PALMER (AP) -- Excitement runs high as the crowd packs the bleachers. It's raining and many people zip their jackets. It's fair time again in Alaska. Folks left standing huddle round the cattle barriers separating onlookers and contenders.
Inside the ring, contenders eye the cabbages. A camera crew from Home & Garden TV makes the rounds, taping a ''Garden Giants'' show. Kids making their first entry in the juniors division and adults returning for serious money say they can't give up their secrets. A few admirers slip in and wend among entries knee- to hip-high.
''We planned to come to the fair,'' says Joyce Heiber, a Princess Cruise tourist. Some entries dwarf her 6-year-old daughter Kate. The Heibers hail from the Garden State, but they have never seen a cabbage that little Kate couldn't heft in both hands. They are pumped. ''It just worked out that we came on cabbage night,'' Heiber says.
Cheeseheads have Green Bay. Cabbageheads have Palmer. Tonight's their night of nights: the Seventh Annual Giant Cabbage Weigh-Off. DJ John Klapperich of KMBQ, an outsized green leprechaun in turned-up shoes, asks the crowd how many have come from out of state. Dozens of hands shoot up.
Insiders are all asking the same thing: Will Scott Robb beat the Dinkels? A Dinkel walks off with first place year after year, but in 2000, Barb Everingham showed they could be beat with a 105.6-pound state record that still stands.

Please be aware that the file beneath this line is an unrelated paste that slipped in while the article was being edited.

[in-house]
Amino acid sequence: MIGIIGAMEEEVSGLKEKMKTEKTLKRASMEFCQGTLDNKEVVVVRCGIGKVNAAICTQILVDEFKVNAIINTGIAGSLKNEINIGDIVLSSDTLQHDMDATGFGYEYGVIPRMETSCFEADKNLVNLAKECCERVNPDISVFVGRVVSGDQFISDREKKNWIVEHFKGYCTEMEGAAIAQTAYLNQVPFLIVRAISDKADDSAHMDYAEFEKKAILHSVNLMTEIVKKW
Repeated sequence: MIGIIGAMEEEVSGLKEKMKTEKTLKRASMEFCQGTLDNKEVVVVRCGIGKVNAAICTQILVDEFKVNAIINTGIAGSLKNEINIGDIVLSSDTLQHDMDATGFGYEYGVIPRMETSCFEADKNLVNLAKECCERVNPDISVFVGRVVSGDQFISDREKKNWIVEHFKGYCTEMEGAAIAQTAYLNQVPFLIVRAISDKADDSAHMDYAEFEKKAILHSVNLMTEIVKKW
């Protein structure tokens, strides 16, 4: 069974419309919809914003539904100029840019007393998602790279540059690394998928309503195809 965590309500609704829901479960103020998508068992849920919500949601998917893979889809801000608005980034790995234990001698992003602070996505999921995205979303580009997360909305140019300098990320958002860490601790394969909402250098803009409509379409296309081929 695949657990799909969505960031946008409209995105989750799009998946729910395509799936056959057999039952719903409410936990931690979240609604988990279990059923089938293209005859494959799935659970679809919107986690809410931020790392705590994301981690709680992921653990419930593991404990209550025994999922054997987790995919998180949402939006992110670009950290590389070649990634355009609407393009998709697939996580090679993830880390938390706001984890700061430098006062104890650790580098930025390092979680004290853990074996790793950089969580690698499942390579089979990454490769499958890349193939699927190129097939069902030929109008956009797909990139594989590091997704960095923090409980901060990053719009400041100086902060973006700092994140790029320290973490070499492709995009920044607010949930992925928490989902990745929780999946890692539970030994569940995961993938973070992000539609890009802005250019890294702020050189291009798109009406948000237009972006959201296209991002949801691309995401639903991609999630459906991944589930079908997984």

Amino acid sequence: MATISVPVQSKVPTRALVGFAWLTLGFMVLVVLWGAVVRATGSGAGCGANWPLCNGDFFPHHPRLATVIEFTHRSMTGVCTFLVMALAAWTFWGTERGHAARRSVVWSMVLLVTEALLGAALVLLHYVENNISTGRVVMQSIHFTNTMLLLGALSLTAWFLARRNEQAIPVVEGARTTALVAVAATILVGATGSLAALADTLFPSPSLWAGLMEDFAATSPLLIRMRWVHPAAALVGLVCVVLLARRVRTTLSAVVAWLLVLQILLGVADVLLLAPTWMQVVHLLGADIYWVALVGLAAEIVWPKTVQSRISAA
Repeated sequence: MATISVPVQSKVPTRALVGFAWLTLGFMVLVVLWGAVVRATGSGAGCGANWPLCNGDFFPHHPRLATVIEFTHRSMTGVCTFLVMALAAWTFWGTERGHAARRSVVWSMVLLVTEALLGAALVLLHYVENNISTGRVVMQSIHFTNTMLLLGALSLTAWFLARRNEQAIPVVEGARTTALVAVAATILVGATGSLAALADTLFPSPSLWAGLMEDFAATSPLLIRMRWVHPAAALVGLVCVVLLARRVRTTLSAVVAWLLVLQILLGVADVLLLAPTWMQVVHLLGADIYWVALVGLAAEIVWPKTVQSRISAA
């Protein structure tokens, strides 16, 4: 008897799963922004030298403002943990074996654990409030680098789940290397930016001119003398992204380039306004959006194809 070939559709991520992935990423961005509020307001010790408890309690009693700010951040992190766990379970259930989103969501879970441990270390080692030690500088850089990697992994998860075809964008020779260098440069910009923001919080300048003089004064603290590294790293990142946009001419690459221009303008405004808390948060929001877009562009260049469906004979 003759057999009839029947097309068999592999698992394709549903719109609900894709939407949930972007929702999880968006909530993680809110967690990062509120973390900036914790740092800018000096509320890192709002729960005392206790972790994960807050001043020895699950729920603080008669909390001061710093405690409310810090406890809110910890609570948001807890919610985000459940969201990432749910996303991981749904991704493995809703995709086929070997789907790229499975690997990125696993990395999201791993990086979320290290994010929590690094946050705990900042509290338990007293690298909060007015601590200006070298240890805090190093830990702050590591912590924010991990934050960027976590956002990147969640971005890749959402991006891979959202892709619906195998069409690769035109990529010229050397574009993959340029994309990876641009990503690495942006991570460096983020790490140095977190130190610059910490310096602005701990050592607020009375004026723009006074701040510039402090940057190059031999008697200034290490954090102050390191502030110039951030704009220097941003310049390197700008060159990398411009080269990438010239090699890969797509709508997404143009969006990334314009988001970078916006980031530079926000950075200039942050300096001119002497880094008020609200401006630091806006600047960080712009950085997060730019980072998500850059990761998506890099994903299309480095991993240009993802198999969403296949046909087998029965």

Everingham sat out this year. There's no denying that Robb, a Palmer nurseryman, is having a great year. He picked up two state records, one for a 47.85-pound cantaloupe that bested his own previous state record by 20 pounds.
Robb and a friend enter bearing an enormous cabbage on a litter fit for a fullback, and the crowd's murmur suddenly hums like a tipped hive. The green monster's wrappers spread wider than a man's arm span, and somewhere, deep out of sight, is a head worthy of a baby elephant. Robb estimates the head is 2 feet wide and with wrapper leaves will top 90 pounds.
Then the giant-killer arrives, wrappers compact, but on a massive head. Heads in the audience swivel to and fro as at a tennis match, trying to gauge which cabbage will win. Ultimately, Robb's 85.6-pound effort falls to 9-year-old Seth Dinkel's 89.9-pounder.
Seth was aided by grandfather and longtime competitor Gene Dinkel. Brenna Dinkel, 7, took third with a 74.3-pound cabbage, helped by her grandfather Don Dinkel, professor emeritus of horticulture and the man who taught his brother Gene how.
The checks are handed out, $2000, $1,000 and $500 respectively, to Seth, Scott and Brenna. The arena is soon awash in competitors' families and fans just looking to get closer to cabbage greatness.
If Alaskans seem gaga for giant cabbages, they're not alone. Don Dinkel tells of a Discovery Channel crew that visited to tape a segment of ''Extreme Alaska.'' They had surveyed viewers on what they would most like to see from Alaska. Sled dog races under northern lights? Grizzlies gaffing salmon on the McNeil River?
''Cabbages were number one,'' Dinkel says, chuckling as if he can't believe it himself.